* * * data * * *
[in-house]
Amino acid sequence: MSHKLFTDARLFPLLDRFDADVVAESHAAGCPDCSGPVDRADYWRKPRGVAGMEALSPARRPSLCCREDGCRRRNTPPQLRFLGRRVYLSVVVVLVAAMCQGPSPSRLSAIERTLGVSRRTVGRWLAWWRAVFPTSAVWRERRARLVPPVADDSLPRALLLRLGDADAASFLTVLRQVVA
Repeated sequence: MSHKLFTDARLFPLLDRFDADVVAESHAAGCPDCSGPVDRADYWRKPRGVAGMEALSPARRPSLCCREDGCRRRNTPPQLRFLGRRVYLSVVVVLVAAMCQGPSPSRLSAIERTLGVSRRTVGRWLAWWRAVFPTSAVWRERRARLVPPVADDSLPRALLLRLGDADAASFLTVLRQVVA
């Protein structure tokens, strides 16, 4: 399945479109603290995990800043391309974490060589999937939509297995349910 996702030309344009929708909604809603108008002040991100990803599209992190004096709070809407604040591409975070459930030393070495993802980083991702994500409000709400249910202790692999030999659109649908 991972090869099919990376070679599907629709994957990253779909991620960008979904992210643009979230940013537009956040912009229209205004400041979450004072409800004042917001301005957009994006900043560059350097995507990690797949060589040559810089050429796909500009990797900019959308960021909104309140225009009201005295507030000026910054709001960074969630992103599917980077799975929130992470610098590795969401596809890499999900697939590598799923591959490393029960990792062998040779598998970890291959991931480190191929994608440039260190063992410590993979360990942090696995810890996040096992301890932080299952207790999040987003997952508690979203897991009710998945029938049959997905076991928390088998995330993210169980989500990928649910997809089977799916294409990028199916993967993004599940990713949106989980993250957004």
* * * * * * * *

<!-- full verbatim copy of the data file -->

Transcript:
[in-house]
Amino acid sequence: MSHKLFTDARLFPLLDRFDADVVAESHAAGCPDCSGPVDRADYWRKPRGVAGMEALSPARRPSLCCREDGCRRRNTPPQLRFLGRRVYLSVVVVLVAAMCQGPSPSRLSAIERTLGVSRRTVGRWLAWWRAVFPTSAVWRERRARLVPPVADDSLPRALLLRLGDADAASFLTVLRQVVA
Repeated sequence: MSHKLFTDARLFPLLDRFDADVVAESHAAGCPDCSGPVDRADYWRKPRGVAGMEALSPARRPSLCCREDGCRRRNTPPQLRFLGRRVYLSVVVVLVAAMCQGPSPSRLSAIERTLGVSRRTVGRWLAWWRAVFPTSAVWRERRARLVPPVADDSLPRALLLRLGDADAASFLTVLRQVVA
């Protein structure tokens, strides 16, 4: 399945479109603290995990800043391309974490060589999937939509297995349910 996702030309344009929708909604809603108008002040991100990803599209992190004096709070809407604040591409975070459930030393070495993802980083991702994500409000709400249910202790692999030999659109649908 991972090869099919990376070679599907629709994957990253779909991620960008979904992210643009979230940013537009956040912009229209205004400041979450004072409800004042917001301005957009994006900043560059350097995507990690797949060589040559810089050429796909500009990797900019959308960021909104309140225009009201005295507030000026910054709001960074969630992103599917980077799975929130992470610098590795969401596809890499999900697939590598799923591959490393029960990792062998040779598998970890291959991931480190191929994608440039260190063992410590993979360990942090696995810890996040096992301890932080299952207790999040987003997952508690979203897991009710998945029938049959997905076991928390088998995330993210169980989500990928649910997809089977799916294409990028199916993967993004599940990713949106989980993250957004």